———. 2001. Why are Japanese girls’ comics full of men bonking? Intensities 1. http://www.cult-media.com/issue1/CMRmcle.htm (accessed October 22, 2005).
Merrick, Helen. 2004. “We was cross-dressing ‘afore you were born!,” or How sf fans invented virtual community. Refractory 6. http://www.refractory.unimelb.edu.au/journalissues/vol6/HMerrick.html (accessed June 1, 2006).
Murray, Simone. 2004. “Celebrating the story the way it is”: Cultural studies, corporate media and the contested utility of fandom. Continuum 18:7–25.
Nellis Berg, Kelly Anne Colleen. 2002. Making sense of television: Interpretive community and The X-Files fan forum: An ethnographic study. PhD diss., Univ. of Missouri–Columbia.
Pearson, Roberta E. 2003. Kings of infinite space: Cult television characters and narrative possibilities. Scope (August). http://www.nottingham.ac.uk/film/journal/articles/kings-of-infinite-space.htm (accessed June 1, 2006).
Penley, Constance. 1991. Brownian motion: Women, tactics, and technology. In Technoculture,ed. Contance Penley and Andrew Ross, 35–161. Minneapolis: Univ. of Minnesota Press.
———. 1992. Feminism, psychoanalysis, and the study of popular culture. In Cultural studies, ed. Lawrence Grossberg, Cary Nelson, and Paula A. Treichler, 479–500. New York: Routledge.
———. 1997. NASA/Trek: Popular science and sex in America. New York: Verso.
Pflieger, Pat. 1999, rev. 2001. Too good to be true: 150 years of Mary Sue. Presented at the Popular Culture Association, San Diego. http://www.merrycoz.org/papers/MARYSUE.HTM(accessed June 1, 2006).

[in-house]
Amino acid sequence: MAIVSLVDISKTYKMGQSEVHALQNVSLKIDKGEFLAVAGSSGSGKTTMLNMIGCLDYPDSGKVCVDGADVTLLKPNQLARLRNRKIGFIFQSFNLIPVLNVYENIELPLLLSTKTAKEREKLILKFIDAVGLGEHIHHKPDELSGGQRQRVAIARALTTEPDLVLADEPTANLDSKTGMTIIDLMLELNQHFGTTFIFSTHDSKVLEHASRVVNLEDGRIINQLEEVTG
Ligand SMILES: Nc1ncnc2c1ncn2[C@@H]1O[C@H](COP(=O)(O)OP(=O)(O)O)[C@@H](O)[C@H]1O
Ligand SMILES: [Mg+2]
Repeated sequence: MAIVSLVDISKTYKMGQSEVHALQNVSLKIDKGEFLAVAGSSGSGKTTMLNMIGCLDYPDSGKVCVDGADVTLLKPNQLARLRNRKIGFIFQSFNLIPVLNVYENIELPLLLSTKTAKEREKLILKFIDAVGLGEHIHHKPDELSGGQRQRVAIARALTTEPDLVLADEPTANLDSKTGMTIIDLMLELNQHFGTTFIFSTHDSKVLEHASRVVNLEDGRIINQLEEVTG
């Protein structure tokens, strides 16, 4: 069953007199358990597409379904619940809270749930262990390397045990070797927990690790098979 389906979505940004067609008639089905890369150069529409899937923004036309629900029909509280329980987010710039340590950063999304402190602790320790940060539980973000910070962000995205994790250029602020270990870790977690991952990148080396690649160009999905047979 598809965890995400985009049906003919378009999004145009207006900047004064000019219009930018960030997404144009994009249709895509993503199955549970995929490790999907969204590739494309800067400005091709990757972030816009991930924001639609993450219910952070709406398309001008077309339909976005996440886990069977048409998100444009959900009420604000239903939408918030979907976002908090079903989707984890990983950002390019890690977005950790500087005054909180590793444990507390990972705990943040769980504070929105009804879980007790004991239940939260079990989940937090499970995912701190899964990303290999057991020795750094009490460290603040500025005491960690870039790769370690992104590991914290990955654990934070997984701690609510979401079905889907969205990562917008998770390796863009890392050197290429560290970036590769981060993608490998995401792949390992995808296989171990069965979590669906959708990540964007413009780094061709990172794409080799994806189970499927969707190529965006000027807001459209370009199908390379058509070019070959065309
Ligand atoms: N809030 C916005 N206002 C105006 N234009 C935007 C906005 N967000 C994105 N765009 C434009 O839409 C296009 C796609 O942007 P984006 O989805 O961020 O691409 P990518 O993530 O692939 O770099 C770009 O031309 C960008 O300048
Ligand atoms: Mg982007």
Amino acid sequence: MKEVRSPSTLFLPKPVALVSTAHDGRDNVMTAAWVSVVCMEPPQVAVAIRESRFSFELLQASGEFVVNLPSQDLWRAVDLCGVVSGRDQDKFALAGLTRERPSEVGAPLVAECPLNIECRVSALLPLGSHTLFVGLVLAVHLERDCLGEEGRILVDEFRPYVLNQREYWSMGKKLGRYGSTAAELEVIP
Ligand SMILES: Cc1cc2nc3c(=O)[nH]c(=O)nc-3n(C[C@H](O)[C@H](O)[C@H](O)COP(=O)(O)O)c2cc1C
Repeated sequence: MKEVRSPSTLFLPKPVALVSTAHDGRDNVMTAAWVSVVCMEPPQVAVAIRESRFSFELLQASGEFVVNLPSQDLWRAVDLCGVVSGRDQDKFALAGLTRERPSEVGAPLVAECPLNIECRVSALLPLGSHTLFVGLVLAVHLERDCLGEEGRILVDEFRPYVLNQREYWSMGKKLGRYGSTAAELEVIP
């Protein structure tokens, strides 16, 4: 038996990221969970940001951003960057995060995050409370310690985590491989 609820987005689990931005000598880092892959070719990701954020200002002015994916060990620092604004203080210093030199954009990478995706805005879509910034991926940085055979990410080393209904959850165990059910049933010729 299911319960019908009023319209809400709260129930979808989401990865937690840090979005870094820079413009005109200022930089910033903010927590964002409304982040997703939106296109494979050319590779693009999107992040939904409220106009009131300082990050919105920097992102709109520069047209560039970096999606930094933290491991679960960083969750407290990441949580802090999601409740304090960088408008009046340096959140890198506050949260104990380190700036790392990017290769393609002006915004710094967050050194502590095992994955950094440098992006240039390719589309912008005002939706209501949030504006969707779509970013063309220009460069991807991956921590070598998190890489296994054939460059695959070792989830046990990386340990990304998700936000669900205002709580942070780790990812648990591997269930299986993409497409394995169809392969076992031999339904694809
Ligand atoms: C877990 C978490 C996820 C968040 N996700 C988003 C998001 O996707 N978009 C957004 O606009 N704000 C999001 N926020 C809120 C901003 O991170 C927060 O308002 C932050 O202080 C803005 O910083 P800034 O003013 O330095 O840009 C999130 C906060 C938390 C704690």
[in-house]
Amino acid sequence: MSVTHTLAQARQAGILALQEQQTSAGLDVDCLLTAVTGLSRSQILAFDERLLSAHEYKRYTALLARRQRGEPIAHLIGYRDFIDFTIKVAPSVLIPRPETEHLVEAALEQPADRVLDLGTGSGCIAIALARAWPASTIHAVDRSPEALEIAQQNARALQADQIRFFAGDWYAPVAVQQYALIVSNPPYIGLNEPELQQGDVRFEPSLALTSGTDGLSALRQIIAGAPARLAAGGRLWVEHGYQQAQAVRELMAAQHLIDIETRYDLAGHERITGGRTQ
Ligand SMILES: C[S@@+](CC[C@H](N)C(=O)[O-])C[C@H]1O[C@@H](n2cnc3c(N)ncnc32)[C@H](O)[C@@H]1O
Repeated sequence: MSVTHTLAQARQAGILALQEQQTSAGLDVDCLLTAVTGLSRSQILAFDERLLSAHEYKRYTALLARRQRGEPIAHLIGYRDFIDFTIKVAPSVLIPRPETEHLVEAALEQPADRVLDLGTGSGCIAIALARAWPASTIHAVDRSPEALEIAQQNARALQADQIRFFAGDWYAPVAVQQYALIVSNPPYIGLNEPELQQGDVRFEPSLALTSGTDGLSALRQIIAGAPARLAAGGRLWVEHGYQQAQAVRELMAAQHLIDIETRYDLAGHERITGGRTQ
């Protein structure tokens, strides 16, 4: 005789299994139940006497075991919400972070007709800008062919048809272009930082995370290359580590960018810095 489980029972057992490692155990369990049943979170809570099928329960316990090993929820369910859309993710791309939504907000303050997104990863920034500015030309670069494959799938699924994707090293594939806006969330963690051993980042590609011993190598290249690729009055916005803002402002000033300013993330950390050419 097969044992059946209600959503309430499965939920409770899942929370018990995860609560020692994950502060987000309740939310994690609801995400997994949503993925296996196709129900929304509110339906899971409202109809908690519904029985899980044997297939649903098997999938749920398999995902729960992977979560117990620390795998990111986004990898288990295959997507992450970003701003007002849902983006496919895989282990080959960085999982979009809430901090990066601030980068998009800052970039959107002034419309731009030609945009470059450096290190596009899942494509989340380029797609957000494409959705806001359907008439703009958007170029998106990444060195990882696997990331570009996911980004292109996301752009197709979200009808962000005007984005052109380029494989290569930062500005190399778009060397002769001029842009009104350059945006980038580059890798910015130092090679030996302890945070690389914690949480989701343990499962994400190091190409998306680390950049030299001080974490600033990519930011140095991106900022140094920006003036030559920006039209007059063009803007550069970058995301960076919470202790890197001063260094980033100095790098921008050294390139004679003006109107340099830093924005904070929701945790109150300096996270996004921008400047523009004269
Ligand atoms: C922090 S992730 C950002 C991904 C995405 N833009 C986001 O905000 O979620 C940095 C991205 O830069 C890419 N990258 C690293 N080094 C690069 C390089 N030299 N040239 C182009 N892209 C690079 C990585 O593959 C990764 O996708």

Porter, David. 1997. Internet culture. New York: Routledge.
Pugh, Sheenagh. 2004. The democratic genre: Fan fiction in a literary context. Refractory 5. http://www.refractory.unimelb.edu.au/journalissues/vol5/pugh.html (accessed June 1, 2006).
———. 2005. The democratic genre: Fan fiction in a literary context. Bridgend, UK: Seren.
Radway, Janice. 1984. Reading the romance: Women, patriarchy, and popular literature. Chapel Hill: Univ. of North Carolina Press.
Russ, Joanna. 1985. Pornography by women, for women, with love. In Magic mommas, trembling sisters, Puritans and perverts: Feminist essays, 79–99. Trumansburg, NY: The Crossing Press.
Russo, Julie Levin. 2002. NEW VOY “cyborg sex” J/7 [NC-17] 1/1: New methodologies, new fantasies. http://j-l-r.org/asmic/fanfic/print/jlr-cyborgsex.pdf (accessed June 1, 2006).
Rust, Linda. 2004. Welcome to the house of fun: Buffy fanfiction as a hall of mirrors. Refractory2. http://www.refractory.unimelb.edu.au/journalissues/vol2/lindarust.html (accessed June 1, 2006).
Sabal, Robert. 1992. Television executives speak about fan letters to the networks. In The adoring audience, ed. Lisa A. Lewis, 185–90. London: Routledge.
Sabucco, Veruska. 2003. Guided fan fiction: Western “readings” of Japanese homosexual-themed texts. In Mobile cultures: New media in queer Asia, ed. C. Berry, F. Martin, and A. Yue. Durham, NC: Duke Univ. Press.
Salmon, Catherine, and Don Symons. 2001. Warrior lovers: Erotic fiction, evolution and female sexuality. London: Orion.
———. 2004. Slash fiction and human mating psychology. Journal of Sex Research 41:94–100.
Sanders, Joseph L., ed. 1994. Science fiction fandom. Westport, CT: Greenwood Press.
Sandvoss, Cornel. 2005. Fans: The mirror of consumption. Cambridge, UK: Polity Press.
Saxey, Esther. 2001. Staking a claim: The series and its slash fan-fiction. In Reading the Vampire Slayer: The unofficial critical companion to “Buffy” and “Angel,” ed. Roz Kaveny, 187–210. New York: Tauris Park.
Scodari, Christine. 1998. “No politics here”: Age and gender in soap opera “cyberfandom.” Women’s Studies in Communication 21:168–87.
———. 2003a. Resistance re-examined: Gender, fan practices, and science fiction television. Popular Communication 1:111–30.